A review of David Burrows' Prophecy of the Kings Trilogy (omnibus)

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David Burrows' Prophecy of the Kings Trilogy was published in 2010.

Here's a short description of Prophecy of the Kings Trilogy:

The fate of three worlds are intertwined, that of men, dragons and demons. The time is fast approaching when the fabric separating the worlds will become sufficiently thin for demons to cross the divide once again, but the people are largely ignorant of this, preferring forgetfulness rather than confronting their fears. The Eldric, saviours of previous wars, have mysteriously disappeared from the world of men, leaving crumbling ruins where once stood proud cities. Vastra, recklessly ambitious and driven by greed for power, seeks an Eldric talisman and recruits Kaplyn and Lars to gain it. Together the three men unravel an ancient secret that could doom them all. The evil that is Trosgarth is spreading across the land, monarchs are slain to deny the Prophecy from coming to pass, Priest of Ryoch are trained to communicate via their Shaols (their guardian spirits), while grakyn and krell gather in the remote regions of the world. As yet the drums of war beat quietly but all too soon they will call aloud for all out war and who then will be ready...

Click here to visit David Burrows' official website.


Prophecy of the Kings Trilogy is an omnibus edition and it contains three fantasy books (Legacy of the Eldric, Dragon Rider and Shadow of the Demon).

During the last couple of years I've noticed that several lesser known traditional fantasy books are often more interesting and fascinating than well known traditional fantasy books. Prophecy of the Kings is one of these books, because it's pure entertainment from start to finish. When I began to read this book I didn't know much about it, but the story turned out to be surprisingly entertaining and it was fun to read what happened to the characters and what kind of plot twists the author had invented.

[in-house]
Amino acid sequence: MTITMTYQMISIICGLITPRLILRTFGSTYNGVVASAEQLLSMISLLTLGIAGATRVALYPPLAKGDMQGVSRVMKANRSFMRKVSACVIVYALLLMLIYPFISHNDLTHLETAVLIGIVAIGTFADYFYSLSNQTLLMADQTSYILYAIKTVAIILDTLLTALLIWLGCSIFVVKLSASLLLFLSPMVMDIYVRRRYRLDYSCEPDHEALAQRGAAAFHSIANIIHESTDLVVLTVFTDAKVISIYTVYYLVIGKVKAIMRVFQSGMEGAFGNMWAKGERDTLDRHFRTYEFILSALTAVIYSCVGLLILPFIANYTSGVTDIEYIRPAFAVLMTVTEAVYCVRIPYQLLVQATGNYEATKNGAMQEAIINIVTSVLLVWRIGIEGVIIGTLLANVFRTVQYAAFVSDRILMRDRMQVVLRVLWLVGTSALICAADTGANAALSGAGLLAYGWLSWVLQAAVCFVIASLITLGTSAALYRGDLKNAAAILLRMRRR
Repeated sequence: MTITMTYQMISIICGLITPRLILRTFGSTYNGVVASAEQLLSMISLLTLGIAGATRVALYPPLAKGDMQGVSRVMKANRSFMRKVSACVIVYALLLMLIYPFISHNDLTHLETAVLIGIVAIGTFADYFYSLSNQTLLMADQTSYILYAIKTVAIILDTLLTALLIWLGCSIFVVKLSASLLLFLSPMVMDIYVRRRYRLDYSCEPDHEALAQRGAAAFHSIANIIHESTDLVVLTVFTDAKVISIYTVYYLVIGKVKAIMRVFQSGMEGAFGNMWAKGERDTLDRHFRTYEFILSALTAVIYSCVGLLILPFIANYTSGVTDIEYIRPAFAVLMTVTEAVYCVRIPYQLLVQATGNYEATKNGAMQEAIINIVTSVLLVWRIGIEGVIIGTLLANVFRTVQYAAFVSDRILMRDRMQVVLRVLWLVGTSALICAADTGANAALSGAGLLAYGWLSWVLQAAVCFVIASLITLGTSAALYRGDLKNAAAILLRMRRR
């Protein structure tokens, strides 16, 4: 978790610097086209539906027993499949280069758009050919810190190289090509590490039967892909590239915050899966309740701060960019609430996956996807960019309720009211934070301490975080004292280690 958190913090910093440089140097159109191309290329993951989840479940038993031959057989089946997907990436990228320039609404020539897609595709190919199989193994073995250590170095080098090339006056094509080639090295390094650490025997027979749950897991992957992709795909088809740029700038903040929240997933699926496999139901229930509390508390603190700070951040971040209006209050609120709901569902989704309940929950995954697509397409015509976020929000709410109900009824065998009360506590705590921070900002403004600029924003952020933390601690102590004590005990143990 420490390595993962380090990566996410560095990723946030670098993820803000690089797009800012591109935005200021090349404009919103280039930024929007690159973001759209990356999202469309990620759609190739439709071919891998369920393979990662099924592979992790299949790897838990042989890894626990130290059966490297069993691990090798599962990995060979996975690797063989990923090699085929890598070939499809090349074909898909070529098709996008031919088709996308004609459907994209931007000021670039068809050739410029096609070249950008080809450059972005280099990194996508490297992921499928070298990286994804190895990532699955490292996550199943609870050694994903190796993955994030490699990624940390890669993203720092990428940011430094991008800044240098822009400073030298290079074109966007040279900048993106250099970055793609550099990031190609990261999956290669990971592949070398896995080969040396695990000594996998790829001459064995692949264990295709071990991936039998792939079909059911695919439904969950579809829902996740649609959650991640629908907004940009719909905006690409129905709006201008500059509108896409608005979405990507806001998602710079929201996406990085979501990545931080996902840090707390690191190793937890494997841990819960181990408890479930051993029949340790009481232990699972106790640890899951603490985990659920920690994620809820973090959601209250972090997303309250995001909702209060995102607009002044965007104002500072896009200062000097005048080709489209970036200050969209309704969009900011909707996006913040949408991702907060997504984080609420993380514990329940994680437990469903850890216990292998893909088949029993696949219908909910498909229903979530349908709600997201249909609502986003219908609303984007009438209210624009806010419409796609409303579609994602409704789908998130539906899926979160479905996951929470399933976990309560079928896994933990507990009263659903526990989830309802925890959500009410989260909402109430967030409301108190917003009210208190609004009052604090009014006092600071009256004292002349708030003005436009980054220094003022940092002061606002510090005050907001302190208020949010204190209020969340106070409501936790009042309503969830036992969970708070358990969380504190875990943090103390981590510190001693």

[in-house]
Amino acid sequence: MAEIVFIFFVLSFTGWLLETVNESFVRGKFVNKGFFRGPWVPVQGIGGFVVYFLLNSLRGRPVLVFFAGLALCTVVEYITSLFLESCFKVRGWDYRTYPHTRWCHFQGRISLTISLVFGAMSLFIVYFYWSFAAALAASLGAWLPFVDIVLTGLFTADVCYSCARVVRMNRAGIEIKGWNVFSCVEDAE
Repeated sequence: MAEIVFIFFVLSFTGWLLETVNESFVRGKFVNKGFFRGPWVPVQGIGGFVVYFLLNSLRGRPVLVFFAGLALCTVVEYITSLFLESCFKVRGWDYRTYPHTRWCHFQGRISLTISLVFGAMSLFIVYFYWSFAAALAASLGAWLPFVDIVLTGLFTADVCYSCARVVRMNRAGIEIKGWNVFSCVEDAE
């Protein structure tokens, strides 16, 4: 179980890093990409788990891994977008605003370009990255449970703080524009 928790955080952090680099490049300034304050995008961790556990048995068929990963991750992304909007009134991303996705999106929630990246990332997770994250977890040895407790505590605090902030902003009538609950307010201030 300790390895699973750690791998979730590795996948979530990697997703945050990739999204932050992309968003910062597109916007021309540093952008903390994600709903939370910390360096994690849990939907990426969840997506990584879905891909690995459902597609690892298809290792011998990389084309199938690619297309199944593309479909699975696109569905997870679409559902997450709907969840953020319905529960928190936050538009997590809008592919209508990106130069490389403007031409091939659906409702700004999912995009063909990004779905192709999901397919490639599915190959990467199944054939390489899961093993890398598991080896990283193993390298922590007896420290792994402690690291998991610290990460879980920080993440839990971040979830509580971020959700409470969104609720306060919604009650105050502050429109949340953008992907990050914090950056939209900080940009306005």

Prophecy of the Kings is a story about a group of peple who try to save their world. Demons and their worshipers are trying to open a gateway to a demon world, which would let demons loose in the world and all the inhabitants would either die or become slaves. The heroes of this story try to find the mysterious Eldric, which have disappeared and have left behind only certain items (the Eldric may be the only a hope against the demons, so finding them is important). This quest takes the heroes on a big adventure and changes their lives dramatically.

The four main characters are Kaplyn, Lars, Vastra and Lomar. Kaplyn is a prince who escaped from his home. Lars is a man who was shipwrecked and can't return home to his family. Vastra is a mysterious sorcerer who doesn't reveal much about himself. He hires Kaplyn and Lars, because he needs help in order to find what he's looking for. Lomar is an interesting character, because he's an Alvalah (the Alvalah are albinoes who live in the middle of a secluded forest in a place called Gilfillan).

    I was amazed how fluently the author wrote about the adventures of the characters and the events, which ranged from travelling in the forest to a war with the demons. Reading about beautiful landscapes, magical happenings and action scenes was enjoyable. The author has created an interesting history for his fantasy world, so revelations about the past were fascinating.

    I think it's good to mention that the story is surprisingly complex. Although this book is clearly traditional epic fantasy, it's more complex than several other similar books, because David Burrows has had ambition to create a complex story. It's nice that the author manages to end Legend of the Eldric and Dragon Rider in an addictive way so that the reader wants to know what happens in the final book.